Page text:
Shaw senior played for England, and he actually bowled the very first ball ever in the entire history of Test Cricket, which was to the Australian batsman, Charles Bannerman. During his cricketing career, Alfred Shaw took more than 2,000 wickets for Nottinghamshire and Sussex from 1864-1897, before becoming a first class umpire. He died in 1907 at Gedling, Nottingham, and is buried in the churchyard there, close to the grave of Arthur Shrewsbury, the former Nottinghamshire and England batsman:

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At the time when their son entered the High School on April 28th 1881, at the age of ten, the Shaw family was living at the Belvoir Inn in Kirkby Street, Nottingham, a street which no longer exists. The date when he left the High School remains unknown.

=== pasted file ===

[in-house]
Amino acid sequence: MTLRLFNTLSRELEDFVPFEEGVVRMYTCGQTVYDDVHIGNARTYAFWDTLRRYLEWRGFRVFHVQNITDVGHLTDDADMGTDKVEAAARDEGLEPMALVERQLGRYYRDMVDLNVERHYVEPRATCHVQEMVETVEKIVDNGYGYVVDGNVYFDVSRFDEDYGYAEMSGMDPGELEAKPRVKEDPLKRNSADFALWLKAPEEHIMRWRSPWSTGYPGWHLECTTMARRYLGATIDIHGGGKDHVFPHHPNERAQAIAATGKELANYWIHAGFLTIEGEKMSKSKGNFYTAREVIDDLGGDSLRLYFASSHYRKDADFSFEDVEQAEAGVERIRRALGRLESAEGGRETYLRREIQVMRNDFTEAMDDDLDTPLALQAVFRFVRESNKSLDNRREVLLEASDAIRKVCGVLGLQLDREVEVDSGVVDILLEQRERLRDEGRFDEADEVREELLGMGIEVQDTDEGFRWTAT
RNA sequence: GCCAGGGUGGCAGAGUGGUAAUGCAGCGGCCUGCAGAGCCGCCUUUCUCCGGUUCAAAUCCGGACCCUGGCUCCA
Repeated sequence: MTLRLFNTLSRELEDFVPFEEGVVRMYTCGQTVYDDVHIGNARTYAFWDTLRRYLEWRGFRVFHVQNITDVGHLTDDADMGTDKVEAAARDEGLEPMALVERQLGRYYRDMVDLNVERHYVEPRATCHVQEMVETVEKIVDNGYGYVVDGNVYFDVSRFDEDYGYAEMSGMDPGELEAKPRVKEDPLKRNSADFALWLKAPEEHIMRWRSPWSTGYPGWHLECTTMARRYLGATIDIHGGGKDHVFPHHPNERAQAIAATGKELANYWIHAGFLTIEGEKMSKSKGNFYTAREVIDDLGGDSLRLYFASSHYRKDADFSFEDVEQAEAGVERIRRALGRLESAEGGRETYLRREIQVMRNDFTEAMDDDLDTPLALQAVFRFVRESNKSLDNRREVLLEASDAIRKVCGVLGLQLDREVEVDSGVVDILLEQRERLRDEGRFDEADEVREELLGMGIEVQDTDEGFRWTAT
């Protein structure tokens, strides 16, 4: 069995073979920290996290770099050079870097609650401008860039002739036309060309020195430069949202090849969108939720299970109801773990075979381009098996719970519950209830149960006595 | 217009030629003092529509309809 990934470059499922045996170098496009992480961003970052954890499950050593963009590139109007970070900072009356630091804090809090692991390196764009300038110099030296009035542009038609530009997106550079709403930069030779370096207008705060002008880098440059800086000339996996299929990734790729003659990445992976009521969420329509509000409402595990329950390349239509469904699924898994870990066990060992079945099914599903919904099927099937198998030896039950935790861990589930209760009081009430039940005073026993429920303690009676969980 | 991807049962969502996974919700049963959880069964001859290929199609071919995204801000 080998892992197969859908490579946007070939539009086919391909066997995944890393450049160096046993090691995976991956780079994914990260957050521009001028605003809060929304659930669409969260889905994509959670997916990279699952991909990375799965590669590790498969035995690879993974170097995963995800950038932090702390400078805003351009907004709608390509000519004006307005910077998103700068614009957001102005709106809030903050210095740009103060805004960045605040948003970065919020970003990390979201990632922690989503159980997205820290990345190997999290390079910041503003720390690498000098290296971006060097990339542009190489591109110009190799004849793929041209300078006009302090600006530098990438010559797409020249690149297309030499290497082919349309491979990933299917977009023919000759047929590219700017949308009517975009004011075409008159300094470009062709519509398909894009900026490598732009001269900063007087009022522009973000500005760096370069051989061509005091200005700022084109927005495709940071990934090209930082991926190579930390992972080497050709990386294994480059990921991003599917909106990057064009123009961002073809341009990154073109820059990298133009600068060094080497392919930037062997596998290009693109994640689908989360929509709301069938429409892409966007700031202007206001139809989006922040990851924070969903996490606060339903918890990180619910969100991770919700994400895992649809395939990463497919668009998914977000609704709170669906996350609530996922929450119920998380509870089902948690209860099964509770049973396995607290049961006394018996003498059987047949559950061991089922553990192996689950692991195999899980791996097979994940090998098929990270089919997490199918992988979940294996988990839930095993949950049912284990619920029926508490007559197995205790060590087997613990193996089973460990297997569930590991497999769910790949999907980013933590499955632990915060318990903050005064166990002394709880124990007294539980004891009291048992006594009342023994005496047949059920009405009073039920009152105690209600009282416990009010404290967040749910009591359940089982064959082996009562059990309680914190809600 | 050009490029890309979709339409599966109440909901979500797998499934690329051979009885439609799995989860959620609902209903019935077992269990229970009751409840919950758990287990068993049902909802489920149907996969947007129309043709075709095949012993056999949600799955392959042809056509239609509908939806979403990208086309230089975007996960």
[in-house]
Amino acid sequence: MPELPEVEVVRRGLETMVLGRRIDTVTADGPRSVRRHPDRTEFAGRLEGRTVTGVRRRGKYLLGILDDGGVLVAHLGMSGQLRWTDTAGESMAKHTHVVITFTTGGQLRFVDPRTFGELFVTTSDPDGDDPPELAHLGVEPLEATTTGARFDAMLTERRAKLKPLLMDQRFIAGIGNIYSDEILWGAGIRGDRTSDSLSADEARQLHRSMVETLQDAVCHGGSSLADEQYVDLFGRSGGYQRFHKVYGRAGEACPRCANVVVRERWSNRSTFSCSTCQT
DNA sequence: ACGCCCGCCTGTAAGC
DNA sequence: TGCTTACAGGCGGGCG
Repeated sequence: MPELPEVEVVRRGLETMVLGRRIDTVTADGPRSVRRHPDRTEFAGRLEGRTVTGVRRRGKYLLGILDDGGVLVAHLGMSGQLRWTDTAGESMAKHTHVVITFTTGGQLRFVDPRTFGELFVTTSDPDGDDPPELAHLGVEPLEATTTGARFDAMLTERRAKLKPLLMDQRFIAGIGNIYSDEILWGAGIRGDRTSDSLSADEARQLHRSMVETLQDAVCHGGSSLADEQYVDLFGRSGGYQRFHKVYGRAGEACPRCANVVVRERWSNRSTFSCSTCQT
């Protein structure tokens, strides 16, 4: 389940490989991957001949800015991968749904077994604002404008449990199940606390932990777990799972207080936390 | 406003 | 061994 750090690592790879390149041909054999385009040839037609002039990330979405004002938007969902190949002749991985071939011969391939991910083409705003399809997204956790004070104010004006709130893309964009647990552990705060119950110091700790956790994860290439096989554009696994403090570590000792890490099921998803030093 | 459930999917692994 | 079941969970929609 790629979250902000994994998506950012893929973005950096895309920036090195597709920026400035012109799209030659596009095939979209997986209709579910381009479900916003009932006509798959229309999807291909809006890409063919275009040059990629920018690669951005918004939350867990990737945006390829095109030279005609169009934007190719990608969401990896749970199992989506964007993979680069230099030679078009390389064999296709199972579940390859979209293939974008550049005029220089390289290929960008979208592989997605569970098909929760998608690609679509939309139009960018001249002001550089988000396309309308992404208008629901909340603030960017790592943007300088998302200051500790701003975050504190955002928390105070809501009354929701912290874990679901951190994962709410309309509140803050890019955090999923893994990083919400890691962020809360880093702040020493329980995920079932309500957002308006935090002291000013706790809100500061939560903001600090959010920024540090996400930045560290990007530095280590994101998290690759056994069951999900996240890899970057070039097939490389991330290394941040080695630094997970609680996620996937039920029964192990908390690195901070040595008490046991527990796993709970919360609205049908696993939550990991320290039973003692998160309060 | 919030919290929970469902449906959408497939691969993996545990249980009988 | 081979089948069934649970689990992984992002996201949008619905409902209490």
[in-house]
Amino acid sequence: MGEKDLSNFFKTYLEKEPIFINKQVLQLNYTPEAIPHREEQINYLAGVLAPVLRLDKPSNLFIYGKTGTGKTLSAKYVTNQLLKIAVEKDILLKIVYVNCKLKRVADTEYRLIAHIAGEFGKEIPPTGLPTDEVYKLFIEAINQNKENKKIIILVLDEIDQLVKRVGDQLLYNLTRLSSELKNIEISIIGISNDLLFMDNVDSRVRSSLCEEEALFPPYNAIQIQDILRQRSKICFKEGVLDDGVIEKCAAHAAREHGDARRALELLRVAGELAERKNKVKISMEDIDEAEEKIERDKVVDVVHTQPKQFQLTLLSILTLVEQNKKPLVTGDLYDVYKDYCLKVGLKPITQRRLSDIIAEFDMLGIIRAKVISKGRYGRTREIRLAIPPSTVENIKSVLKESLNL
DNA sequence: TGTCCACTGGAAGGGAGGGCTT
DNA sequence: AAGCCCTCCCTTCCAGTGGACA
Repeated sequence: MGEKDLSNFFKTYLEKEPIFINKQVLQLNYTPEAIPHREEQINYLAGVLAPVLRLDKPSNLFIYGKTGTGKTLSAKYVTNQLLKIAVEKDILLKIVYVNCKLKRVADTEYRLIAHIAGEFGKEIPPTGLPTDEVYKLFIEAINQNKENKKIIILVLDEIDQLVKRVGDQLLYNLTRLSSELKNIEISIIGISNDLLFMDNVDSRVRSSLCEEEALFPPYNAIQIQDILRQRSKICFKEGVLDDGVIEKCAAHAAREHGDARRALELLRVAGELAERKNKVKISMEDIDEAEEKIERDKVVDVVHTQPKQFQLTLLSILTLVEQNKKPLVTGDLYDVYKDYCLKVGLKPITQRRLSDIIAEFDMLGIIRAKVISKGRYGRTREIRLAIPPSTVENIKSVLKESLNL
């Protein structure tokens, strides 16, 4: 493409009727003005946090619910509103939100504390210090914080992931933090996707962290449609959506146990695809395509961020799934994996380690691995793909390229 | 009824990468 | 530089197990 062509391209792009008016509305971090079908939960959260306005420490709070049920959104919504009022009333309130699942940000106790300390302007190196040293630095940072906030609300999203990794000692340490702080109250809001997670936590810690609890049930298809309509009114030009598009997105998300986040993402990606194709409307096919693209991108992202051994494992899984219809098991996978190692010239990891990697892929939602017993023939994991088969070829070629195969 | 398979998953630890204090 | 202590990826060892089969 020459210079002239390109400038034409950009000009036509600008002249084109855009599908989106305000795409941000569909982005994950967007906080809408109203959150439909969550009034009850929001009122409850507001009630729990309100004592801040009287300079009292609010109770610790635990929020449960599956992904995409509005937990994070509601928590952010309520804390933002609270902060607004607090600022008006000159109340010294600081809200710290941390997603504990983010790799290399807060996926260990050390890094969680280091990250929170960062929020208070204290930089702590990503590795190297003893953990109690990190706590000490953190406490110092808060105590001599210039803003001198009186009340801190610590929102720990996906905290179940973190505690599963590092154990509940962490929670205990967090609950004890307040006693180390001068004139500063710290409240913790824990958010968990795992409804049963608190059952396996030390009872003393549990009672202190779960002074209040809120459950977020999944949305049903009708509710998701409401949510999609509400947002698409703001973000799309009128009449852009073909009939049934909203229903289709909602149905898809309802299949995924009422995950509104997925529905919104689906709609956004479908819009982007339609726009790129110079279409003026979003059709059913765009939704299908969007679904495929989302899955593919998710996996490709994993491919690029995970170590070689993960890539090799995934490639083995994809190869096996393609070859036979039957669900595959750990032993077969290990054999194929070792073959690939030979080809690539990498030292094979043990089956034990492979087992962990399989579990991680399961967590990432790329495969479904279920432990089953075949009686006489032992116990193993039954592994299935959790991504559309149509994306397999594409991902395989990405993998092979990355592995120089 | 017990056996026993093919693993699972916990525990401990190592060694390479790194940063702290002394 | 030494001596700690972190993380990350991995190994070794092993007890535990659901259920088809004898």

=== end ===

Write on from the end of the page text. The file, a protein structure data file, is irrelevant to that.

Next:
Arthur Shaw played just two games for Notts County during that inaugural 1888-1889 season. His first game was on December 8th 1888 at home to Aston Villa, which resulted in a 2-4 defeat for the Magpies. A crowd of some 2,000 spectators watched the game, where Shaw played as an inside right (Number 8, except that there were no numbers in League Football until August 25th 1928). At left full back (No3) was Herbert Durrant Snook, a fellow Old Nottinghamian, with George Hutchinson Brown, a third Old Nottinghamian, playing at right half (No 4). I will talk about these two gentlemen in a later article.
Arthur’s second game came on March 5th 1889, when County entertained Bolton Wanderers at Meadow Lane. A crowd of some 3,000 spectators watched the match, where Arthur played on this occasion as an inside left (Number 10). County lost narrowly by four goals to nil.